Reaching 'the Crazy Point'
Keller's office in Williston is as good a spot as any to see the impacts of the oil boom.
The tiny prefab shack — cluttered with mounted fish, piles of antlers and a wolf pelt Keller bought in Alaska — is wedged between a levee that holds back Missouri River floodwaters and a new oil well, topped by a blazing gas flare. Just beyond the oil well sits an intersection where Keller estimates he saw an accident a week during one stretch last year due to increased traffic from drilling.
Keller describes the changes to his hometown in a voice just short of a yell, as if he's competing with nearby engine noise. Local grocery stores can barely keep shelves stocked and the town movie theater is so crowded it seats people in the aisle, he said. The cost of housing has skyrocketed, with some apartments fetching rents similar to those in New York City.
"With the way it is now," Keller said, "you're getting to the crazy point."
Oil companies are drilling upwards of 200 wells each month in northwestern North Dakota, an area roughly twice the size of New Jersey.
North Dakota is pumping more than 575,000 barrels of oil a day now, more than double what the state produced two years ago. Expanded drilling in the state has helped overall U.S. oil production grow for the first time in a quarter century, stoking hopes for greater energy independence.
It has also reinvigorated North Dakota's once-stagnant economy. Unemployment sits at 3 percent. The activity has reversed a population decline that began in the mid-1980s, when the last oil boom went bust.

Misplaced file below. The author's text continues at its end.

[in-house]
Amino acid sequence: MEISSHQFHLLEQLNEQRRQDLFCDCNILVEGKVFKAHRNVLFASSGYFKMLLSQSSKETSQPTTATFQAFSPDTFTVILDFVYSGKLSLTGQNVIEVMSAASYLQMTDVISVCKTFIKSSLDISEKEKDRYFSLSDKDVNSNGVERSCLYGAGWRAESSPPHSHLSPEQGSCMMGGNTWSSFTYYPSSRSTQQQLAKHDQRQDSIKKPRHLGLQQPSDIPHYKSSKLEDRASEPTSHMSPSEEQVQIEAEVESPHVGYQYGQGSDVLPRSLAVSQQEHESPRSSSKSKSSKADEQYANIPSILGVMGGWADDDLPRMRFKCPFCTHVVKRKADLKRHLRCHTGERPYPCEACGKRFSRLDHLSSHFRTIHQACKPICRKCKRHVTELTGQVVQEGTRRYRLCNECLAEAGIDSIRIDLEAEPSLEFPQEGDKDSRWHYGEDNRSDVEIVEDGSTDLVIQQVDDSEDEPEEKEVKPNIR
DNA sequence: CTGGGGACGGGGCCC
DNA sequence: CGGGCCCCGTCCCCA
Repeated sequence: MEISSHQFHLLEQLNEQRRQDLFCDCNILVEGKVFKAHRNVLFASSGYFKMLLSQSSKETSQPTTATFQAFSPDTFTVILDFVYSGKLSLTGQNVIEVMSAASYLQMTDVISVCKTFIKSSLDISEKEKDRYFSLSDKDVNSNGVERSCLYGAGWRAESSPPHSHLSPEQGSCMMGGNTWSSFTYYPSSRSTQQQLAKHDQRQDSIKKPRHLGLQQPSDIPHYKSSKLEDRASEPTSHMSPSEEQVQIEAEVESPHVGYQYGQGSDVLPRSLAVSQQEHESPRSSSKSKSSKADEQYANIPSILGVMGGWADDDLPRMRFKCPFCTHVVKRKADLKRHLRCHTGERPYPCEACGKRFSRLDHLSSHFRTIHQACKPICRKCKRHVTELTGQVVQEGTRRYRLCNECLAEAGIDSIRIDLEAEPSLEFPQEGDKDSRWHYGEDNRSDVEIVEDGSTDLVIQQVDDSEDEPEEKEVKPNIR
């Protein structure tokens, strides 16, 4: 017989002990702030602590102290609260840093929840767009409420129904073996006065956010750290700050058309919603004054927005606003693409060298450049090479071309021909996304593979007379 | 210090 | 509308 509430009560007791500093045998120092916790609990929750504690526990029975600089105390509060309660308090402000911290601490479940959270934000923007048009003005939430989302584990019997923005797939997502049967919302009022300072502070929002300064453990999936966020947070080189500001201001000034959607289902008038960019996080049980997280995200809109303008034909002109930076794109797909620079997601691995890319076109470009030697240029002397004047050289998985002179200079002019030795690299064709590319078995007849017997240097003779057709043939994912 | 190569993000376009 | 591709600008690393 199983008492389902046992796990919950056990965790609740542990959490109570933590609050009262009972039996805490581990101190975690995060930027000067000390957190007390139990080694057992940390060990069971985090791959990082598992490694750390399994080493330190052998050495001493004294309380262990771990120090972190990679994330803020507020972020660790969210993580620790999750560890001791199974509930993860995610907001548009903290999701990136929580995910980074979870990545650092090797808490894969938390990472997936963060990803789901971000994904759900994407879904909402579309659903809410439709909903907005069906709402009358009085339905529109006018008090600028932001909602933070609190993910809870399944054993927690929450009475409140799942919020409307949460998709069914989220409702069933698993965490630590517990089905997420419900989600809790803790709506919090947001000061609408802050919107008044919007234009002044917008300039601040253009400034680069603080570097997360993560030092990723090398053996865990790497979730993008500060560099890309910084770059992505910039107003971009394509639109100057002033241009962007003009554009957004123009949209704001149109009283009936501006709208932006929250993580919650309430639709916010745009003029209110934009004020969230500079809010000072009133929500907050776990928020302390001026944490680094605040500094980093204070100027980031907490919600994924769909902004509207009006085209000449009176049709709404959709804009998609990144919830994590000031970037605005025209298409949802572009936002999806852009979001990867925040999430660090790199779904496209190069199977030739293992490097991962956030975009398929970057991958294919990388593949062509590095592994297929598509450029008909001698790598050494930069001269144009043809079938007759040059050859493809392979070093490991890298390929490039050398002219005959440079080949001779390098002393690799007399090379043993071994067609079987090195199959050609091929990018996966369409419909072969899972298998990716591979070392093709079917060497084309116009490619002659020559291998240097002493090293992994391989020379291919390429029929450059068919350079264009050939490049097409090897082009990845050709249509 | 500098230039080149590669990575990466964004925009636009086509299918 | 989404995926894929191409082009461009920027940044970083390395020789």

The growth has come at a cost, however. At a conference on oil field infrastructure in October, one executive noted that McKenzie County, which sits in the heart of the oil patch and had a population of 6,360 people in 2010, required nearly $200 million in road repairs
The number of spill reports, which generally come from the oil companies themselves, nearly doubled from 2010 to 2011. Energy companies report their spills to the Department of Mineral Resources, which shares them with the Health Department. The two agencies work together to investigate incidents.
In December, a stack of reports a quarter-inch thick piled up on Kris Roberts' desk. He received 34 new cases in the first week of that month alone.
"Is it a big issue?" he said. "Yes, it is."
The Health Department has added three staffers to handle the influx and the Department of Mineral Resources is increasing its workforce by 30 percent, but Roberts acknowledges they can't investigate every report.
Even with the new hires, the Department of Mineral Resources still has fewer field inspectors than agencies in other drilling states. Oklahoma, for example, which has comparable drilling activity, has 58 inspectors to North Dakota's 19.
Of the 1,073 releases reported last year
, about 60 percent involved oil and one-third spread brine. In about two-thirds of the cases, material was not contained to the accident site and leaked into the ground or waterways.
But the official data gives only a partial picture, Roberts said, missing an unknown number of unreported incidents.
"One, five, 10, 100? If it didn't get reported, how do you count them?" he said.
He said truckers often dump their wastewater rather than wait in line at injection wells. The Department of Mineral Resources asks companies how much brine their wells produce and how much they dispose of as waste, but its inspectors don't audit those numbers. Short of catching someone in the act, there's no way to stop illegal dumping.
The state also has no real estimate for how much fluid spills out accidentally from tanks, pipes, trucks and other equipment. Companies are supposed to report spill volumes, but officials acknowledge the numbers are often inexact or flat-out wrong. In 40 cases last year, the company responsible didn't know how much had spilled so it simply listed the volume of fluid as zero.
In one case last July, workers for Petro Harvester, a small, Texas-based oil company, noticed a swath of dead vegetation in a field near one of the company's saltwater disposal lines. The company reported the spill the next day